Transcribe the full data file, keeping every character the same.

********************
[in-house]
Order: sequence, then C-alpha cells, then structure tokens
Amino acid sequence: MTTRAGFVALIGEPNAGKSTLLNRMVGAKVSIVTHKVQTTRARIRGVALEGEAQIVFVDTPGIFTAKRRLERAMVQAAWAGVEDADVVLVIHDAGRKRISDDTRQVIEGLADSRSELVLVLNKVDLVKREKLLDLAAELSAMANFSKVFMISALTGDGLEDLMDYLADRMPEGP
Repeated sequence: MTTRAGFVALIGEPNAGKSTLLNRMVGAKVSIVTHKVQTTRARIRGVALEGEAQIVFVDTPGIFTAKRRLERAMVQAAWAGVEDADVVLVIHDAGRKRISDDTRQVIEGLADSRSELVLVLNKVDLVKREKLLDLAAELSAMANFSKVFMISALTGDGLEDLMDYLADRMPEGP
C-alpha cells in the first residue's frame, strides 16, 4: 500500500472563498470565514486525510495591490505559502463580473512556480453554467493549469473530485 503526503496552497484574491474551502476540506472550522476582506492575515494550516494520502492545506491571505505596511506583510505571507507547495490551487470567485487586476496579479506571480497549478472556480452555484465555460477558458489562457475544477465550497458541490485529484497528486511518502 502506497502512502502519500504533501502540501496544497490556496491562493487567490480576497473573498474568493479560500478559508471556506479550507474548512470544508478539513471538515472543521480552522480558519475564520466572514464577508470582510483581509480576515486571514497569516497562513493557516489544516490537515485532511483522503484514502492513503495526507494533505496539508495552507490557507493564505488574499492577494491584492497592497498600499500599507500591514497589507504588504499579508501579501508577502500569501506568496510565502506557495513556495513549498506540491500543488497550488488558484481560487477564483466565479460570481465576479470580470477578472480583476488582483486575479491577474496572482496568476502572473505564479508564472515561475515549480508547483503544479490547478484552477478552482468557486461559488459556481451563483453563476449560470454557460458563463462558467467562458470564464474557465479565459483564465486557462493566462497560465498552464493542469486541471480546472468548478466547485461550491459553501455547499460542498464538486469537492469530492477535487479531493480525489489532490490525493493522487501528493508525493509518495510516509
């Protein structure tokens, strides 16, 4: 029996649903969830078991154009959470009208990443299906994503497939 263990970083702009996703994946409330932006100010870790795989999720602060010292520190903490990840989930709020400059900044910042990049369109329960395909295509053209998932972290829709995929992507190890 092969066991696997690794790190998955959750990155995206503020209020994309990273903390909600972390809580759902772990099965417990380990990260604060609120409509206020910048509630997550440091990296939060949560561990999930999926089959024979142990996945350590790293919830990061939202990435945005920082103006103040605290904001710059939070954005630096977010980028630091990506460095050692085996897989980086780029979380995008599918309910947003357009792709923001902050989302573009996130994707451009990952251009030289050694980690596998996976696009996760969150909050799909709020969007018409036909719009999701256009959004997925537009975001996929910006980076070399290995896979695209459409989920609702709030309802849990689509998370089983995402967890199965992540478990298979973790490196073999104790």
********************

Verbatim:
[in-house]
Order: sequence, then C-alpha cells, then structure tokens
Amino acid sequence: MTTRAGFVALIGEPNAGKSTLLNRMVGAKVSIVTHKVQTTRARIRGVALEGEAQIVFVDTPGIFTAKRRLERAMVQAAWAGVEDADVVLVIHDAGRKRISDDTRQVIEGLADSRSELVLVLNKVDLVKREKLLDLAAELSAMANFSKVFMISALTGDGLEDLMDYLADRMPEGP
Repeated sequence: MTTRAGFVALIGEPNAGKSTLLNRMVGAKVSIVTHKVQTTRARIRGVALEGEAQIVFVDTPGIFTAKRRLERAMVQAAWAGVEDADVVLVIHDAGRKRISDDTRQVIEGLADSRSELVLVLNKVDLVKREKLLDLAAELSAMANFSKVFMISALTGDGLEDLMDYLADRMPEGP
C-alpha cells in the first residue's frame, strides 16, 4: 500500500472563498470565514486525510495591490505559502463580473512556480453554467493549469473530485 503526503496552497484574491474551502476540506472550522476582506492575515494550516494520502492545506491571505505596511506583510505571507507547495490551487470567485487586476496579479506571480497549478472556480452555484465555460477558458489562457475544477465550497458541490485529484497528486511518502 502506497502512502502519500504533501502540501496544497490556496491562493487567490480576497473573498474568493479560500478559508471556506479550507474548512470544508478539513471538515472543521480552522480558519475564520466572514464577508470582510483581509480576515486571514497569516497562513493557516489544516490537515485532511483522503484514502492513503495526507494533505496539508495552507490557507493564505488574499492577494491584492497592497498600499500599507500591514497589507504588504499579508501579501508577502500569501506568496510565502506557495513556495513549498506540491500543488497550488488558484481560487477564483466565479460570481465576479470580470477578472480583476488582483486575479491577474496572482496568476502572473505564479508564472515561475515549480508547483503544479490547478484552477478552482468557486461559488459556481451563483453563476449560470454557460458563463462558467467562458470564464474557465479565459483564465486557462493566462497560465498552464493542469486541471480546472468548478466547485461550491459553501455547499460542498464538486469537492469530492477535487479531493480525489489532490490525493493522487501528493508525493509518495510516509
């Protein structure tokens, strides 16, 4: 029996649903969830078991154009959470009208990443299906994503497939 263990970083702009996703994946409330932006100010870790795989999720602060010292520190903490990840989930709020400059900044910042990049369109329960395909295509053209998932972290829709995929992507190890 092969066991696997690794790190998955959750990155995206503020209020994309990273903390909600972390809580759902772990099965417990380990990260604060609120409509206020910048509630997550440091990296939060949560561990999930999926089959024979142990996945350590790293919830990061939202990435945005920082103006103040605290904001710059939070954005630096977010980028630091990506460095050692085996897989980086780029979380995008599918309910947003357009792709923001902050989302573009996130994707451009990952251009030289050694980690596998996976696009996760969150909050799909709020969007018409036909719009999701256009959004997925537009975001996929910006980076070399290995896979695209459409989920609702709030309802849990689509998370089983995402967890199965992540478990298979973790490196073999104790």